2/11/21: Braxton Brewing Company's Rum Barrel Aged Snow Shovel (2018)

12:20 PM

I can't believe the day is finally here: The day I get to drink my remaining bottle of Braxton's 2018 release of Rum Barrel Aged Snow Shovel. Sure, I absolutely could've broken into it at any time, but I wanted to wait for an exceptionally snowy day. Tuesday would've been perfect if I'd been able to get to it (we got something like 5-6'' of snow Monday night). Last night, though, we got an inch or two more.

Right now I should be outside, using my actual snow shovel to clear off my driveway. But, since I'm a procrastinator to the very core of my being, I'm putting that off. Instead, I'm choosing to drink this beer. Before going further, I encourage you to click here and read up on my now nearly-three years old post about the ale, so that way you'll know what I'm comparing this aged bottle to.

Did you read it? Good. I don't want to waste more time. Here we go: a 2018 bottle of Braxton's RBA Snow Shovel.

Evan Rouse, Braxton's founder, created a homebrewing setup in his parent's garage as a teenager. Now, about a decade or so later, he runs my favorite Covington, KY brewery. He's an innovator and the brewery's DIY attitude and atmosphere make that abundantly clear. He was also recently on Forbes' "30 Under 30" list, which goes to show how innovative the guy is. Here's Braxton's "Our Story" page if you want to learn about the brewery.

Rum Barrel Aged Snow Shovel is an 11.4% ABV winter warmer. Brewed with honey, ginger, and cinnamon, this malt-minded ale spent over a year in Caribbean rum barrels (it then spent three years aging in my cellar, but your mileage on this front may vary).

The cinnamon and honey are both immediately present in the ale's bouquet, as is the rum barrel (which imparts notes of oak, burnt caramel, and raisin). I'm finding neither the ginger nor an abundance of malt. Three years back, chocolate was the first aspect of the nose that struck me. It's still here , only further back and more subdued. I have to say, I'm super impressed with how the ale's aromatics have mellowed over time. Purrl, who gave my tulip glass one whiff, doesn't agree with me.

Snow Shovel's flavor profile has also mellowed. The wood and the caramel from three years ago have smoothed out, leaving a distinct rumminess. There's a good wallop of dark chocolate here that I didn't quite pick up on before. Overall, it's drinking beautifully now; I'm not sure I'd want to age it any longer than this.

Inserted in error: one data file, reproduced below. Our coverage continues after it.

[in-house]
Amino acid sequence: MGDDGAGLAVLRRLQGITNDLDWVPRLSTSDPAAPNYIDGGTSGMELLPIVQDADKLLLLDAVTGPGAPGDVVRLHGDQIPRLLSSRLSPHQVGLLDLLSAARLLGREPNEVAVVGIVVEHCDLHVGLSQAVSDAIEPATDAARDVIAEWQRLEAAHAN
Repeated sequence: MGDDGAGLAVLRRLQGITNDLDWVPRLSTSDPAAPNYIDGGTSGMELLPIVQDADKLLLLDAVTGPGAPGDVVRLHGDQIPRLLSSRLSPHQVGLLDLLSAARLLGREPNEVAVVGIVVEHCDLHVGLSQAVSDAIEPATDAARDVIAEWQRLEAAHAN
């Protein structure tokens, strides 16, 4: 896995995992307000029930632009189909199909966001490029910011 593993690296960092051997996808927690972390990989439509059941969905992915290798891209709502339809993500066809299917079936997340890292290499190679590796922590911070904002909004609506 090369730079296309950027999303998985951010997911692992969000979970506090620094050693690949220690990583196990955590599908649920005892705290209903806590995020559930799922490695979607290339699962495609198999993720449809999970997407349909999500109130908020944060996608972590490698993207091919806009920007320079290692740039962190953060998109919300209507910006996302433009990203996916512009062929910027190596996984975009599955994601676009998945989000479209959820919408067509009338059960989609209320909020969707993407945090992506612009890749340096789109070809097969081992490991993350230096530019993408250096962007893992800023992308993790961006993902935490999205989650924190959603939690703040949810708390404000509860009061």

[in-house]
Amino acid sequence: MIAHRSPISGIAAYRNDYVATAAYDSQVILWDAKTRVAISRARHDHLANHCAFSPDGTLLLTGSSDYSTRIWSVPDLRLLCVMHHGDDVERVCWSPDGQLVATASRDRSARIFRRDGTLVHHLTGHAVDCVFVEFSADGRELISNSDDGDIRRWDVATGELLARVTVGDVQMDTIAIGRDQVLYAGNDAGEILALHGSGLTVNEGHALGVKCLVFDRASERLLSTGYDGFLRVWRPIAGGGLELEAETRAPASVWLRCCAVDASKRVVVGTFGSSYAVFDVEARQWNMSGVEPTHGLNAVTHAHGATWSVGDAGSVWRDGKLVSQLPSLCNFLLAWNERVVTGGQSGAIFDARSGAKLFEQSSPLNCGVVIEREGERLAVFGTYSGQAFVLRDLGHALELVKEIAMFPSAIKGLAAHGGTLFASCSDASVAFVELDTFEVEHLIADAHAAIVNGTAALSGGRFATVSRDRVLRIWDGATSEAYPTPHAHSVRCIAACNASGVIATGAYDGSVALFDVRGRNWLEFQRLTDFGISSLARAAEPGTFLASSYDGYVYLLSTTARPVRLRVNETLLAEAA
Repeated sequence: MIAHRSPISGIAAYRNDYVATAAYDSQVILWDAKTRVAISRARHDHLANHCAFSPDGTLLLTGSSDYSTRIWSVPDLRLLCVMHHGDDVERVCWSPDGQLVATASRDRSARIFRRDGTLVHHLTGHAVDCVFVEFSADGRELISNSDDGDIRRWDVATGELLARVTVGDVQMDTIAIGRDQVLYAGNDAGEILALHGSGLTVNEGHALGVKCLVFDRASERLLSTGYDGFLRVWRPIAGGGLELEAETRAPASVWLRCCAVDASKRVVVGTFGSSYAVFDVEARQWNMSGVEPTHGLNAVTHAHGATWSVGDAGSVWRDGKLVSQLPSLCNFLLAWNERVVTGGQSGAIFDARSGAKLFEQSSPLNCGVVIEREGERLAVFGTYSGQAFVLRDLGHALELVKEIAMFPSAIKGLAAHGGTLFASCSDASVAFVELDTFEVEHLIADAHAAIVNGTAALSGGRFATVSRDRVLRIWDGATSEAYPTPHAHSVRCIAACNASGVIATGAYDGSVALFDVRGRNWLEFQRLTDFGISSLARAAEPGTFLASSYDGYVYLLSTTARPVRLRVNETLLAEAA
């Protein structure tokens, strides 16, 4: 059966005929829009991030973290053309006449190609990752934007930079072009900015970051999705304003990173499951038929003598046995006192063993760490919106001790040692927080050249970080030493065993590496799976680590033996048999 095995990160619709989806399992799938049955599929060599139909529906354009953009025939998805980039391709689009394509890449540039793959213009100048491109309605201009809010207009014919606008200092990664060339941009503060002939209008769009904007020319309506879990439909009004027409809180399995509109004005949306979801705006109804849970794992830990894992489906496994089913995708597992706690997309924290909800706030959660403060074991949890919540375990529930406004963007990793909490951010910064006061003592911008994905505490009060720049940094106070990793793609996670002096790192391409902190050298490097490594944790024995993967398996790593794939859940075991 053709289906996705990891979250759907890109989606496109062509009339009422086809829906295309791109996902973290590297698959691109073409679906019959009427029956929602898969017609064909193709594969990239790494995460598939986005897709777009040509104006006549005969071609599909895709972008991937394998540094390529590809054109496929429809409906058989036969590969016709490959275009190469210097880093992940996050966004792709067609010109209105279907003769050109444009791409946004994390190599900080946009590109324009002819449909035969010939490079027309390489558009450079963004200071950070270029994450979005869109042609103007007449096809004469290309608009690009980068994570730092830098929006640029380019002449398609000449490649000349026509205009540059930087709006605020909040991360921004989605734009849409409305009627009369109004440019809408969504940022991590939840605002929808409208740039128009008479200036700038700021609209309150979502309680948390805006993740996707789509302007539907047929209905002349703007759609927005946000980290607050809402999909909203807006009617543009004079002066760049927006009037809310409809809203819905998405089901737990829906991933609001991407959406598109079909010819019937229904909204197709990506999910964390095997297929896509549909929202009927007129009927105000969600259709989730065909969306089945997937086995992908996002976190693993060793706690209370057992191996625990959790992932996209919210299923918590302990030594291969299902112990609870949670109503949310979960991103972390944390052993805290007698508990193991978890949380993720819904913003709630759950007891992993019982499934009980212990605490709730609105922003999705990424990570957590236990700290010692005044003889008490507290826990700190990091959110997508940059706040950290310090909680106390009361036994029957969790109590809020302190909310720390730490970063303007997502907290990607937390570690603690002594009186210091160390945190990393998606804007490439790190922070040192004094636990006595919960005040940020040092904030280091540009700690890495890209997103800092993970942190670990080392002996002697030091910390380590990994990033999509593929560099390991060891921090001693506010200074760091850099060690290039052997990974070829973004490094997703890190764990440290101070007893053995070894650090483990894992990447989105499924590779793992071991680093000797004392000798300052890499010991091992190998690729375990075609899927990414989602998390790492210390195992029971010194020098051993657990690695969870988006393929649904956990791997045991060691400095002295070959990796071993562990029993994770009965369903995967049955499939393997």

The ale's mouthfeel has continued to develop over the years. It's no longer anything that I'd describe as having "bite." It's velvety smooth, complimenting it's robust body perfectly.

Looking at the beer in my glass, I'm amazed at how well the carbonation has held together. There's a tightly-laced, finger-sized khaki-colored head. The ale itself is a deep mahogany. This bottle of Snow Shovel looks as good as it tastes.

Michelle and I recently went on a cabin trip where we got snowed in for a day or so, which is exactly what we wanted to happen. We went for hikes in the hills surrounding the property. We made big, hearty meals. We soaked in the hot tub outside. All the while, the snow fell and fell, covering the ground, sticking in our hair, and silencing the world. I had plenty of good beer on that trip to help me keep warm, but this bottle would've been a great addition.

I'm amazed with how the last three years have treated Braxton's Rum Barrel Aged Snow Shovel--this isn't the same beer it was. It's become a mellow ale, filled with warm aromatics and subtle flavors. The smoothness of the whole affair is unlike anything I've ever experienced from a beer. It's still a 10/10 ale for me, getting my warmest recommendation, but in a different way. This is an older, more nuanced beer than it's younger counterpart was.

Now, if you'll excuse me, I really should go and shovel the snow from my drive.

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